Anthony Loyd is the author of books: My War Gone By, I Miss It So, Another Bloody Love Letter, The Times War: A History in Photographs, Imagine: Reflections on Peace, Evidence: The Case Against Milosevic
Nothing can prepare you for Anthony Loyd's portrait of war. It is the story of the unspeakable terror and the visceral, ecstatic thrill of combat, and the lives and dreams laid to waste by the bloodiest conflict that Europe has witnessed since the Second World War. Born into a distinguished military family, Loyd was raised on the stories of his ancestors' exploits and grew up fascinated with war. Unsatisfied by a brief career in the British Army, he set out for the killing fields in Bosnia. It was there--in the midst of the roar of battle and the life-and-death struggle among the Serbs, Croatians, and Bosnian Muslims--that he would discover humanity at its worst and best. Profoundly shocking, poetic, and ultimately redemptive, this is an uncompromising look at the brutality of war and its terrifyingly seductive power.
This remarkable volume chronicles a century and a half when the world has rarely been at peace—and when the lenses of photographers have never ceased to capture the fury, ferocity, and barbarity of war. From the Crimea, through the Franco-Prussian War, the Boer War, the First and Second World Wars, Korea, Vietnam, the Falklands, and the Gulf War, to the campaigns in Afghanistan and Iraq—all the world’s major armed con?icts are portrayed with shocking immediacy. A ground-breaking portrayal of modern warfare, featuring the work of the world’s greatest photojournalists, including Margaret Bourke White, Frank Hurley, Edgar Snow, Luigi Barzini, and Robert Capa.
When battlefield prowess and political manipulation are not enough to achieve peace through victory, we summon our best and brightest to negotiate an end; we celebrate peace settlements; and we give prizes, if not to victors, then to visionaries. We exalt peace as a human achievement, and justly so. But the reality of peace is flawed. The rewards of peace are elusive for the men and women who live in the post-conflict societies of our time. Why is it so difficult to make a good peace when it is so easy to imagine? That is the question behind Imagine: Reflections on Peace.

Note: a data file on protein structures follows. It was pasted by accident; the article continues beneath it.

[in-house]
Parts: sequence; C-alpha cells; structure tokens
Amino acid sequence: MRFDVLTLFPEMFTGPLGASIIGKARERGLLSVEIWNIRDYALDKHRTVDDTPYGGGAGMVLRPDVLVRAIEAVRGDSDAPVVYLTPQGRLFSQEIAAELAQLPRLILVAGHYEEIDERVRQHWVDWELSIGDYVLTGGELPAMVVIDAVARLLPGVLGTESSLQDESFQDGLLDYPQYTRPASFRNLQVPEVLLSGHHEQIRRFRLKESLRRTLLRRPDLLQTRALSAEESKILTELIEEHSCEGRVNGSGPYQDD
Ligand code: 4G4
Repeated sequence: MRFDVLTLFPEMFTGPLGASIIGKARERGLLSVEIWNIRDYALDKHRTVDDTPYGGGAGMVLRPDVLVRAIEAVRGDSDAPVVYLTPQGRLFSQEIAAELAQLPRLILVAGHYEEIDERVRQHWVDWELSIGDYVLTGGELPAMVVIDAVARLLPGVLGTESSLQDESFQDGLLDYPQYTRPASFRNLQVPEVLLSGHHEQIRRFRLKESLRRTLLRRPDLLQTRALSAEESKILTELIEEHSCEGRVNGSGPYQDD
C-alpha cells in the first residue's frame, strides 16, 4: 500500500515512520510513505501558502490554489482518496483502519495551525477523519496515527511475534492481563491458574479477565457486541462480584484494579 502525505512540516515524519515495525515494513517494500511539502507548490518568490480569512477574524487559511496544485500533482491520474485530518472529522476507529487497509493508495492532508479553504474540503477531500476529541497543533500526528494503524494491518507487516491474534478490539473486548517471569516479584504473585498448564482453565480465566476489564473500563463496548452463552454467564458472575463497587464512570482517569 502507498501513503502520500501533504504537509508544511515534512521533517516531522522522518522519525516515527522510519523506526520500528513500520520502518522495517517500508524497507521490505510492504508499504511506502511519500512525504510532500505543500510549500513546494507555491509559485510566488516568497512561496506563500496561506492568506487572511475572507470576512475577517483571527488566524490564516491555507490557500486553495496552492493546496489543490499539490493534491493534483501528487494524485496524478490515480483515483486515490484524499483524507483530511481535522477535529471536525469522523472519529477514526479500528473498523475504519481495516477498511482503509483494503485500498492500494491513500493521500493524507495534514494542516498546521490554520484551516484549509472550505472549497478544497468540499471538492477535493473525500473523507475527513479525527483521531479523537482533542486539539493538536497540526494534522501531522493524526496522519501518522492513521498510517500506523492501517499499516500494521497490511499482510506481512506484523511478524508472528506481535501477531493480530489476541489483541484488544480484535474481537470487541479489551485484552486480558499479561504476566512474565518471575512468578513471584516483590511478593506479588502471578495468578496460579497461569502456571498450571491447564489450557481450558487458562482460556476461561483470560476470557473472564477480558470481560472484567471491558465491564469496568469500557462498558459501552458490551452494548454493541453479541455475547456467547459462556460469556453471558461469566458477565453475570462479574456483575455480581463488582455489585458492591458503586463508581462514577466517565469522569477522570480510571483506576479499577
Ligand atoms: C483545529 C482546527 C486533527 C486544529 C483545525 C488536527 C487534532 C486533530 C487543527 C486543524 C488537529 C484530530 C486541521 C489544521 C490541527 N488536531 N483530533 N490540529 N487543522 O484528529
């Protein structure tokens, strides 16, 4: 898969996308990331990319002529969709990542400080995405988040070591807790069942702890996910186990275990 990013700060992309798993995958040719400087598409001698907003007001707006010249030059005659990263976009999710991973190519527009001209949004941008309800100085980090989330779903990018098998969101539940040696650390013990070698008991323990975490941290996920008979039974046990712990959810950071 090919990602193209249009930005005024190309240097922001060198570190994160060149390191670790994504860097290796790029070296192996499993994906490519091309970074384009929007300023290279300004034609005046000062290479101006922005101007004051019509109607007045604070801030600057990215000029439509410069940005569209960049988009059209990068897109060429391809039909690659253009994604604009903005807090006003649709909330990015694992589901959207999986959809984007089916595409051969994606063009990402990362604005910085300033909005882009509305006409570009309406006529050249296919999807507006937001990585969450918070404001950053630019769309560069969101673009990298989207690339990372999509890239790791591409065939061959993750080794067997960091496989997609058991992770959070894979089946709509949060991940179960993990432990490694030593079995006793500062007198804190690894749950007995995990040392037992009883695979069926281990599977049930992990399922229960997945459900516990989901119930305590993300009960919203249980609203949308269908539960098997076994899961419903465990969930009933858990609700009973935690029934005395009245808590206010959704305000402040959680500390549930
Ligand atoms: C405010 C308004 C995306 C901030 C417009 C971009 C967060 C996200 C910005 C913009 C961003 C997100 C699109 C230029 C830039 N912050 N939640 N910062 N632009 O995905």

In this stunning collection, photographic essays make grippingly palpable the stakes during war and peace. Samantha Power, former US Ambassador to the United Nations, Justice Richard Goldstone, ICTY prosecutor, and Jonathan Powell, chief negotiator for the Northern Ireland Good Friday agreement, are joined by world-renown writers Jon Lee Anderson, Philip Gourevitch, Jon Swain, Robin Wright, Anthony Loyd and Martin Fletcher in revealing the complexities of redemption and rebuilding in Bosnia and Herzegovina, Cambodia, Colombia, Lebanon, Northern Ireland, and Rwanda. We hear first person accounts of survival and the search for inner peace that bring the big picture to the personal. With added insights from scholars and practitioners, the book offers a rare and fascinating glimpse into the unvarnished story of peace and a window into what it takes for societies and individuals to move forward after unspeakable brutality.
Evidence addresses the issue of crime and justice in war. It challenges us to view this particular crime as a rational, considered and planned process rather than as a series of random events. It dispels the argument that crimes were not committed in Kosovo.
Gary Knight was born in England in 1964. Knight’s work has been widely published by magazines all over the world, and he has contributed work to several books. He is a founding member of VII Photo Agency.
Anthony Loyd was born in 1966 in England. As a special correspondent for The Times, Loyd has covered eight other wars in places as diverse as Chechnya, Afghanistan, Sierra Leone and Kosovo. He is the 2001 recipient of the British National Press Award for War Correspondent of the Year.